Get Out ★★★★

Film #6 of 33 in my Hoop-Tober 2017 challenge

Because so many of my selections for this year's challenge meet more than one qualifying criteria, I've got the freedom to includes some horror films "just because." This is my first of those, just because the premise seemed interesting and it's a new film, recently released as actor Jordan Peele's debut as a writer-director. It starts with a cold open showing the abduction of a black man named Andre Hayworth (LaKeith Stanfield) while walking through a middle-class suburb late one night.

The scene then switches to Daniel Kaluuya starring as Chris Washington, a black photographer in Philadephia, who has a white girlfriend named Rose Armitage (Allison Williams). Rose has invited Chris to meet her parents over a weekend at Lake Ponaco, PA, but he's concerned that they are not aware of his race. Rose says her parents are not racist, so it's no problem. On the other hand, Chris's buddy Rod Milliams (Lil Rel Howery), a TSA agent, thinks visiting a white girl's folks is a really bad idea.

En route to the Armitage estate, Rose accidentally hits a deer with her car. The police officer who investigates profiles Chris, which bugs Rose but Chris just goes along. Once they arrive, Chris meets her parents, the neurosurgeon Dean and his psychiatrist wife Missy (Bradley Whitford & Catherine Keener), as well as her visiting alcoholic brother Jeremy (Caleb Landry Jones). Also living on the estate is the groundskeeper Walter (Marcus Henderson) plus the housekeeper Georgina (Betty Gabriel).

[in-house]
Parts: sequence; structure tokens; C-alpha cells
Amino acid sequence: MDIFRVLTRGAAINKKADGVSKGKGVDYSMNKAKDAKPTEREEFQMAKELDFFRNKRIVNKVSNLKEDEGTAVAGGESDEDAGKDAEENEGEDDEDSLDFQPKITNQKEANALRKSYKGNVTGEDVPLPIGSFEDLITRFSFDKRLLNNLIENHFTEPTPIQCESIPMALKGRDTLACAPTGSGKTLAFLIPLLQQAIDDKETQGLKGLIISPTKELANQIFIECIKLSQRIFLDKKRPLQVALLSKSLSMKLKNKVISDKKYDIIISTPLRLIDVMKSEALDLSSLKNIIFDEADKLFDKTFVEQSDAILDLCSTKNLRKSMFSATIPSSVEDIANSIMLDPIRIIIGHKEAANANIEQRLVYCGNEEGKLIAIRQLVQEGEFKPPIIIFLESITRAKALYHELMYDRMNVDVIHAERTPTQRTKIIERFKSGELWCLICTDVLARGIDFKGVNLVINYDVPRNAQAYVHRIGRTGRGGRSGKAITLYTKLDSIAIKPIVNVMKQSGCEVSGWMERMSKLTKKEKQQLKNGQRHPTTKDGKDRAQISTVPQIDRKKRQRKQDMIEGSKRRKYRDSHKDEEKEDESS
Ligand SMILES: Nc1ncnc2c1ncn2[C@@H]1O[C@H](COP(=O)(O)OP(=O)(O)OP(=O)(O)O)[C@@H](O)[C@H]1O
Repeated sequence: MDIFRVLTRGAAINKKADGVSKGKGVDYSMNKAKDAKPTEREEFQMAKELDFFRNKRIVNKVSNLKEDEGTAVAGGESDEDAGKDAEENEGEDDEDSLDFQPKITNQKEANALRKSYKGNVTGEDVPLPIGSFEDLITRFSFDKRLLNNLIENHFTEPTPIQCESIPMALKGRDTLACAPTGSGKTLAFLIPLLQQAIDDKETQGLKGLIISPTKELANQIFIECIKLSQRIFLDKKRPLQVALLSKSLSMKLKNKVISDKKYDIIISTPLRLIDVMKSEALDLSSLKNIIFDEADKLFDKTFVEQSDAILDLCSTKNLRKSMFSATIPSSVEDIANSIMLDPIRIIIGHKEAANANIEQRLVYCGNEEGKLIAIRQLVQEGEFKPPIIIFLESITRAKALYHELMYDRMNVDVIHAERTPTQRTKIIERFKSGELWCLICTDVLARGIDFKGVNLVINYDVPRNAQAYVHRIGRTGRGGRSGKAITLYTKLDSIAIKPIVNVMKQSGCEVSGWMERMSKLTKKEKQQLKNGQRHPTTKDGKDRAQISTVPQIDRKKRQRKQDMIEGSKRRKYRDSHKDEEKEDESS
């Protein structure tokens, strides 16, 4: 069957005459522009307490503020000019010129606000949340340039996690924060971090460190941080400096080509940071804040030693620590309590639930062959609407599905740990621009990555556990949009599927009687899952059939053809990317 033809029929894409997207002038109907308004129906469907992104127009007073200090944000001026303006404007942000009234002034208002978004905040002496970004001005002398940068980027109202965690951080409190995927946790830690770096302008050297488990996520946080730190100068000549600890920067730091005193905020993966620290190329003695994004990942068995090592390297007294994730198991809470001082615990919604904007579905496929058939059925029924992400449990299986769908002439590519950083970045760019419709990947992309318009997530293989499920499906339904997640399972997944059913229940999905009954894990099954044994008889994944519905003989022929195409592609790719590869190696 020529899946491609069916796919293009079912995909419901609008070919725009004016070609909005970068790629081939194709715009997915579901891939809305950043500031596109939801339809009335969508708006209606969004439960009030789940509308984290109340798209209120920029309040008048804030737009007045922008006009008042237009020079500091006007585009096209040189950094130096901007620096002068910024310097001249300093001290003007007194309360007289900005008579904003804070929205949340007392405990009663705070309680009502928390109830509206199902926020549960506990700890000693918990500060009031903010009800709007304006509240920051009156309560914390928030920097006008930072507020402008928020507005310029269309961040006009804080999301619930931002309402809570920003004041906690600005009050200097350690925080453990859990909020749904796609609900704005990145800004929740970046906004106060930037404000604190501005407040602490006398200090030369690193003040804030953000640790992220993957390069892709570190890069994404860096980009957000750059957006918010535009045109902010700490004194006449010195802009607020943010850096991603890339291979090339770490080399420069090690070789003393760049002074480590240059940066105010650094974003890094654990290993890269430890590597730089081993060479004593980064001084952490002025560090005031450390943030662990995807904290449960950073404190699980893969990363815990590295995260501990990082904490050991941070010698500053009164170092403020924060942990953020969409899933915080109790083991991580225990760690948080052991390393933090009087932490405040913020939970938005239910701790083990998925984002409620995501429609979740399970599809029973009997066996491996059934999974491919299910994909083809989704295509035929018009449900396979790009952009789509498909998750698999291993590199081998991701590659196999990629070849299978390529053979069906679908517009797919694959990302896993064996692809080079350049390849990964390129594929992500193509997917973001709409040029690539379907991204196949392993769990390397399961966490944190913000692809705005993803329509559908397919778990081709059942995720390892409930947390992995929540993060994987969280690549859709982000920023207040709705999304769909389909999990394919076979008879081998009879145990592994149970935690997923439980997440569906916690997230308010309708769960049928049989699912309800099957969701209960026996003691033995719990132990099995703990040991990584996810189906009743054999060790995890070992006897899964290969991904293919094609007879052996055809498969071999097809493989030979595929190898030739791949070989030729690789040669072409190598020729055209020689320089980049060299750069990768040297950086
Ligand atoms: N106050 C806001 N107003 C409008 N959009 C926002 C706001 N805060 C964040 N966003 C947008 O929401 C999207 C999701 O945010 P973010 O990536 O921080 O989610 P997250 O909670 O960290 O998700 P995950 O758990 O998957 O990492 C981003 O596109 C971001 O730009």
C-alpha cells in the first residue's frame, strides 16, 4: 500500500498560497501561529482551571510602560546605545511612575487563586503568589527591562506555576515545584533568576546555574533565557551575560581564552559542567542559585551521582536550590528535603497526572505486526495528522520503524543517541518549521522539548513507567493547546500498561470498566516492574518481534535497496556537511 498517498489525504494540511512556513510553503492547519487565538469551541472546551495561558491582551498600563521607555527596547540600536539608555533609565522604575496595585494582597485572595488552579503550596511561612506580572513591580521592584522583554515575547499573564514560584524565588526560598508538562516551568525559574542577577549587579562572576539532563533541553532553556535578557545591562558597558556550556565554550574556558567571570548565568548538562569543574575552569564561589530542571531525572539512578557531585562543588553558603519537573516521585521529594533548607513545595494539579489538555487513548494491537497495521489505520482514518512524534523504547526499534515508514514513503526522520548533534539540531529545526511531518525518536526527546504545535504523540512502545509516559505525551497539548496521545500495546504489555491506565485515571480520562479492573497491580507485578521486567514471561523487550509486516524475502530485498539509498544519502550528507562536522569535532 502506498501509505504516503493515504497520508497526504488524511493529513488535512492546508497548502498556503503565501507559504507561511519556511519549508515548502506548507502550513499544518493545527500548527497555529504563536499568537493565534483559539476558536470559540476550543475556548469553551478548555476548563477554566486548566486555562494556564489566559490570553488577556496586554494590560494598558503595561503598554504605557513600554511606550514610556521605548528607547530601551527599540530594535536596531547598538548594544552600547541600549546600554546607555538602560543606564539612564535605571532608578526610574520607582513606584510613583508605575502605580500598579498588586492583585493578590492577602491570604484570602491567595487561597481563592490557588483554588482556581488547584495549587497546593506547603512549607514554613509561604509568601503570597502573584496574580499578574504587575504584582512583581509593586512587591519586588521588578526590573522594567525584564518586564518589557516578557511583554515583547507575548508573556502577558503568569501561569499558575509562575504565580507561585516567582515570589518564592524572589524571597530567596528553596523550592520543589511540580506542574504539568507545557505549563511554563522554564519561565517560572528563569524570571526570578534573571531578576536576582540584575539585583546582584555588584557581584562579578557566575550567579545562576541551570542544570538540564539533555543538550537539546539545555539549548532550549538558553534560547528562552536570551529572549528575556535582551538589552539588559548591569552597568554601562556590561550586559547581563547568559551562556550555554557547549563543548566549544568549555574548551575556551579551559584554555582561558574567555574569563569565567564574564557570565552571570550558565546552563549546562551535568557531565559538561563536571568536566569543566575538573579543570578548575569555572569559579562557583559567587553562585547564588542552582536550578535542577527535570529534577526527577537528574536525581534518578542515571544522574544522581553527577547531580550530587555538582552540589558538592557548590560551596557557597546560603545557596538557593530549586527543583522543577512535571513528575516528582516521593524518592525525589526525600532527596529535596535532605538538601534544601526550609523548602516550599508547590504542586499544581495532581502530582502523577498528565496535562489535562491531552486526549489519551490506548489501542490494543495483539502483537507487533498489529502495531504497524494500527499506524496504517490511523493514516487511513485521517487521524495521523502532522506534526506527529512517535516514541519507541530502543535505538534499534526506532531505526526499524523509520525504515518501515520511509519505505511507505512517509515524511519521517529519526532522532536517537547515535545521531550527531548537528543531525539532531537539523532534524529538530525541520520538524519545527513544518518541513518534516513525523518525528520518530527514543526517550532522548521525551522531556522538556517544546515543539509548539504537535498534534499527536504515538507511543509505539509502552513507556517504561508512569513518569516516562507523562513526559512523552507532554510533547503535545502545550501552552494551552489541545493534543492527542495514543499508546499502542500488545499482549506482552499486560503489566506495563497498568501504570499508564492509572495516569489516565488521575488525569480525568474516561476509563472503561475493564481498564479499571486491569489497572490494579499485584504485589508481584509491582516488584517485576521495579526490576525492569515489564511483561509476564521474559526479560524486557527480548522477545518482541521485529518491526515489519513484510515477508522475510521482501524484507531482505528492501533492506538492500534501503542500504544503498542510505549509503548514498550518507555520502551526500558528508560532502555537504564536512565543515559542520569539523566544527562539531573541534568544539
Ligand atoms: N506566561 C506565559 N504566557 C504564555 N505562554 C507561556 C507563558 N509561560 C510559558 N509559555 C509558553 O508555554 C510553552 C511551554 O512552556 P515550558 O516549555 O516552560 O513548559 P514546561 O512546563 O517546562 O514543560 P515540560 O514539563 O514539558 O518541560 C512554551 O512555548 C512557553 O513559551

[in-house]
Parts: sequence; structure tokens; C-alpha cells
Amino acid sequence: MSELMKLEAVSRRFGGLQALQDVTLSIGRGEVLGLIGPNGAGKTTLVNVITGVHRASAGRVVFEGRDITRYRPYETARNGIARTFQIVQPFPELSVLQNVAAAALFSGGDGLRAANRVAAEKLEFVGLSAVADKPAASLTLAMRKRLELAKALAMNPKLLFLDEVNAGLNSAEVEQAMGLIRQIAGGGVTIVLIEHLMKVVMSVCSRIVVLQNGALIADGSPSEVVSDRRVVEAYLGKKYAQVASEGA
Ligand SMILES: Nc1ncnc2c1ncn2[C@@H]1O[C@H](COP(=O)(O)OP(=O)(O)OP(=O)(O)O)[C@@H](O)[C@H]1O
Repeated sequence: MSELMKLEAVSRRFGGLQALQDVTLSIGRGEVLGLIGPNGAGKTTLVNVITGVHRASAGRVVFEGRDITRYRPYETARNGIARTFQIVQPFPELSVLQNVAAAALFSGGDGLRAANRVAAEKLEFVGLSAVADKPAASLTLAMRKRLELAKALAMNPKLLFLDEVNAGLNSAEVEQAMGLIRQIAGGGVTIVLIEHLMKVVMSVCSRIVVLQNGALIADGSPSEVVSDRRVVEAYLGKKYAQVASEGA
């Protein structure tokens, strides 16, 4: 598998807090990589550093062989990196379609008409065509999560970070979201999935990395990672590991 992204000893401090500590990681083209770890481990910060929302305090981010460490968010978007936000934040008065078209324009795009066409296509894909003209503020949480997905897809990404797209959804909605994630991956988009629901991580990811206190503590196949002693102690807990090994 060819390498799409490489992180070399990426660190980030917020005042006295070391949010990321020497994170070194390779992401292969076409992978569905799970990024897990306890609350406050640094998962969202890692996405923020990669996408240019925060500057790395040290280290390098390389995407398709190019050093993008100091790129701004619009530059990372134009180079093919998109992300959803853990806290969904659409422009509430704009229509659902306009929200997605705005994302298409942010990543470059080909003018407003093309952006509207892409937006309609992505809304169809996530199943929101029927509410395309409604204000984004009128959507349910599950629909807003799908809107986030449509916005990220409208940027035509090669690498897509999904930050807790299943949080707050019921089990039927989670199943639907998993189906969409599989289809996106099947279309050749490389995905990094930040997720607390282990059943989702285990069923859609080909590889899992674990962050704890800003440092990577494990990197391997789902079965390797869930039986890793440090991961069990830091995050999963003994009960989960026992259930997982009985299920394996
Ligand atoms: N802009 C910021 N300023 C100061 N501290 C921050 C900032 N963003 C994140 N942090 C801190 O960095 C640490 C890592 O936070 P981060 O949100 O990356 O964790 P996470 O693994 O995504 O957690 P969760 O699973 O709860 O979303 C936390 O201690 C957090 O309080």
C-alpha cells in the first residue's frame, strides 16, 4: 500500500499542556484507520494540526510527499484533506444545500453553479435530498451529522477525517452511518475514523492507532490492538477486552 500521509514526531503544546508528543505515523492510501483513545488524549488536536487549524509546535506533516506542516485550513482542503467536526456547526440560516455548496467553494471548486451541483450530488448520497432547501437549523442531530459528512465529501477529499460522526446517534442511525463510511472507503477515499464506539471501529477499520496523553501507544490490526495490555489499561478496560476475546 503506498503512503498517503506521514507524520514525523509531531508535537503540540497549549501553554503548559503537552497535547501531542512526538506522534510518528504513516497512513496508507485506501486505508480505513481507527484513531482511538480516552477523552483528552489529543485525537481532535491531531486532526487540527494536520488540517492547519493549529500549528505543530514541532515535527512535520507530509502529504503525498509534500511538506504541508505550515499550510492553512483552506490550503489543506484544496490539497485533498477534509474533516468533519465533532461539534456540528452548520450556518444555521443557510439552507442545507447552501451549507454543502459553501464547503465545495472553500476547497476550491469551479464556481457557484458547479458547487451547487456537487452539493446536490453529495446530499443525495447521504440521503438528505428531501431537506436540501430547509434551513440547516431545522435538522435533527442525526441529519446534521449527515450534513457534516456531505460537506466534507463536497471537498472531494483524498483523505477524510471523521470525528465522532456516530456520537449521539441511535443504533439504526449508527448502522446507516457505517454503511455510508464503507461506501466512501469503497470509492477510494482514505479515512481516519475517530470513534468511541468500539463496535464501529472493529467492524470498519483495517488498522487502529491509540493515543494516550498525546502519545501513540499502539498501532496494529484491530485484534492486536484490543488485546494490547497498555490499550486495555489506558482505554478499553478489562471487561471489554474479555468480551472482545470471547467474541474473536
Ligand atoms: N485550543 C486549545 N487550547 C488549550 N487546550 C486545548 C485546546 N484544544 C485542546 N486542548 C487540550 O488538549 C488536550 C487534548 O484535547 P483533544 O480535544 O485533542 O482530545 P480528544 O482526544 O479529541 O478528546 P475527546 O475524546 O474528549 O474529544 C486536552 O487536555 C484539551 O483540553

When she learns Chris is a smoker, Missy offers to cure him of the habit through hypnosis. And later that night, almost against his will, she puts him in a trance, talking about the death of his mother. Mentally, she takes him to "the sunken place." Then Chris wakes up, early in the morning, in bed, like from a nightmare. Walter, chopping wood, seems hostile to Chris, as if jealous of Chris. And Georgina seems half in a trance herself.

The Armitage family has a get-together each year for friends of Rose's deceased grandmother. The cars and guests begin to roll in, all white persons, who take an inordinate interest in "the black" among them. But there is one black man at the party, a fellow named Logan King (Stanfield). He's guided around by a woman called Philomena King (Geraldine Singer), his apparent Sugar Mama. He also meets a blind art dealer named Jim Hudson (Stephen Root), who "admires" his work.

From here, it really gets creepy, and I will not spoil it with a full synopsis. Let's say the themes encountered range from the obvious racial issues to the misuse of hypnotherapy to the quest for immortality and some socio-economic clashes I would prefer to leave to other films. There are some bloody murders, too. It's kind of sick, but fascinating. And never mind the alternate ending. The BET Awards nominated this for Best Movie, and it surely deserves even more recognition for Peele. Watch it, for sure. What a great first feature!

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